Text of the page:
Highwood should be magnet for millennials, foodies, study concludes

A 2008 artist's rendering shows an earlier vision for condo and mixed retail development at the former Hotel Moraine site in Highwood. | File
A 2008 artist's rendering shows an earlier vision for condo and mixed retail development at the former Hotel Moraine site in Highwood. | File

The City of Highwood should capitalize on its reputation as a food destination and market itself to Gen X-ers and millennials looking for a vibrant and comparatively affordable North Shore community in which to live.

Those were two of the themes that emerged from the Highwood Downtown Projects Guidebook drafted over the past year by the City of Highwood and Teska Associates, an urban planning consultancy.

“There is a quirkiness about Highwood that makes people always want to come back,” said Jodi Mariano, one of several Teska consultants who summarized the draft during a public hearing Wednesday before the Highwood Plan Commission.

“It is not manufactured. (Highwood) doesn’t look like any other North Shore destination. We don’t want to lose that in the design schemes.”

Teska principal Konstantine Savoy spoke of the potential to capitalize on the city’s reputation for dining and entertainment.

“We developed this phrase, ‘Everything food should be about Highwood,’” said Savoy, the lead planner for the project. “It is more than just coming to dine in Highwood. Could we get a cooking school here? There are hundreds of groups that do culinary tours. That should be happening in Highwood.”

Savoy suggested that specialty food shops and high-end cookware retailers also should be part of Highwood’s future.

The planners believe Highwood holds the greatest potential to attract young residents in their 20s and 30s of any North Shore community north of Evanston.

“These are young professionals who work at Baxter and Abbott labs,” said Savoy. “They probably live out in some no-name subdivision. They want to be in a cool, hip … place where there is food, dining, entertainment, bars.”

Savoy said these young professionals have good incomes that could support quality residential development located near the train station.

The playbook outlines a vision for better utilizing public spaces in the downtown area as funding becomes available. It also articulates the city’s thinking to potential developers and investors who may wish to acquire and redevelop property in and near Highwood’s downtown.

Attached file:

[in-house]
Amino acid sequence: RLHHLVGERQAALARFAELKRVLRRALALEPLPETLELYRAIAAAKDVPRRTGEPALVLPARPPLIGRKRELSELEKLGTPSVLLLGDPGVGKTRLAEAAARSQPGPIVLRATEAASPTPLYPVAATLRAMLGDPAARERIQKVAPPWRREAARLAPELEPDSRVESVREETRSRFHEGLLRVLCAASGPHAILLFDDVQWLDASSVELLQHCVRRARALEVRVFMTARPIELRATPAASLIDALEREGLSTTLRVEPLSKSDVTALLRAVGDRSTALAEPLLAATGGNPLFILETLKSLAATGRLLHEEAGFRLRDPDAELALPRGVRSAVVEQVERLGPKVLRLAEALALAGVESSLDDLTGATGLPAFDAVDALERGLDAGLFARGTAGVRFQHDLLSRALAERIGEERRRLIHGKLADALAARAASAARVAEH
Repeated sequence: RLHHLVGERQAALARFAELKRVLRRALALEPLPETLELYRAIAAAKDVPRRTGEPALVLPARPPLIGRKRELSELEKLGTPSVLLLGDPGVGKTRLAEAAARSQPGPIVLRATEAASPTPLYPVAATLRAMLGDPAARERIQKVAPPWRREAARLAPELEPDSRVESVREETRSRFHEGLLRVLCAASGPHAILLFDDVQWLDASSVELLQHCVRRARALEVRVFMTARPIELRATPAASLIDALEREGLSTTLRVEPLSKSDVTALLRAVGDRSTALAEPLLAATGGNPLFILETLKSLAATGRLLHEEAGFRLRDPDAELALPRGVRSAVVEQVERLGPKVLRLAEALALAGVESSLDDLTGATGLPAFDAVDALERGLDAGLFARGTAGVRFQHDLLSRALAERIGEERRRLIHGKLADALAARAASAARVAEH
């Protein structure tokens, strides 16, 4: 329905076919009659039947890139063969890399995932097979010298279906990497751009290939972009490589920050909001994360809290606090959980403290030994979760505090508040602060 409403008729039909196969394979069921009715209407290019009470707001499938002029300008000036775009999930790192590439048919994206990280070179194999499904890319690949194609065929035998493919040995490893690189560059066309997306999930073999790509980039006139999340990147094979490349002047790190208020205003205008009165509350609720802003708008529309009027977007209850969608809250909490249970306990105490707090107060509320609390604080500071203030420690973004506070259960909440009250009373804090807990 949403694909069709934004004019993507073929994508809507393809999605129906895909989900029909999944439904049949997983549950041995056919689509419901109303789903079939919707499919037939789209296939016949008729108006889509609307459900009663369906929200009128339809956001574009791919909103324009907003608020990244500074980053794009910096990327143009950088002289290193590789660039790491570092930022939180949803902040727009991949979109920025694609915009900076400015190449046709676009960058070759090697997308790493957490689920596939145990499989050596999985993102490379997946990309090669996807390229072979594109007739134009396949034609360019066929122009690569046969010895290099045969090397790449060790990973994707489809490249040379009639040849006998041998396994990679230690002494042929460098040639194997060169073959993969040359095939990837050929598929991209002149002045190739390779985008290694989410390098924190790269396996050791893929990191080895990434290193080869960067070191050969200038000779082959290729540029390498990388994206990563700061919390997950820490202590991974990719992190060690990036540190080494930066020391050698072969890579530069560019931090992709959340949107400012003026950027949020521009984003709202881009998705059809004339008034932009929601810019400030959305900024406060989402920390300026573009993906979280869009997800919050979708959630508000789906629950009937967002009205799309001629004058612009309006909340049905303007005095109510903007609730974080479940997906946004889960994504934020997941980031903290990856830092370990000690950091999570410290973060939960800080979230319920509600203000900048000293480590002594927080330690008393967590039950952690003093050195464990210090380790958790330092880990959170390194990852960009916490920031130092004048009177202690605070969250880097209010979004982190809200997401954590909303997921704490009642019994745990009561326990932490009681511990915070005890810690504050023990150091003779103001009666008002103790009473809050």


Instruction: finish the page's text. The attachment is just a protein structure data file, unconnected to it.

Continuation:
The guide identifies 10 “short-term opportunity” sites, including the site of the shuttered Hotel Moraine at 700 North Sheridan Road, which is viewed as an eyesore at the prominent northern gateway to the business district.

The 10 priority sites are considered ripe for turnover because they’re vacant or up for sale, or because they could potentially jump-start other changes in the downtown area.

“Whether it is a short-term site, or a long-term site, the property would only be redeveloped if the current owner was willing to sell,” explained Teska planner Todd Vanadilok. The playbook does not represent a city commitment to acquire or condemn the properties identified as opportunity sites, city officials stress.

The shuttered Hotel Moraine has been a high city priority since before its closing eight years ago. Plans to construct the “Highwood Towers” ignited controversy in 2007 and were scaled back several times before the recession brought talks of redevelopment to a halt.

The draft guidebook, which will go before the plan commission and the Highwood City Council, suggests that the Hotel Moraine could be redeveloped with two seven-story apartment buildings containing 102 luxury units on the western side of the property. Two stories would be devoted to parking, topped by five stories of dwelling units. Residents of some upper-floor units would have views of Lake Michigan.

Highwood resident Christine Krol expressed shock and dismay that apartment buildings of such height were part of the guidebook, given the fierce opposition in 2007. “I can’t believe we would ever be talking about taller, higher buildings anymore,” Krol said. “I am surprised we are proposing seven stories.”

Property owner Bob Pasquesi said plans and mock-ups tend to look good in theory, but he thought they overlooked some business realities.

“Business is tough in the winter,” said Pasquesi.

Look at Highland Park,” he added, referring to the vacancies impacting Highwood’s neighbor. “You are not Palm Beach.”

Resident Enrique Perez wanted to know what the cost would be to Highwood taxpayers to implement the proposals outlined in the playbook. City officials said the concepts are only ideas at this point.

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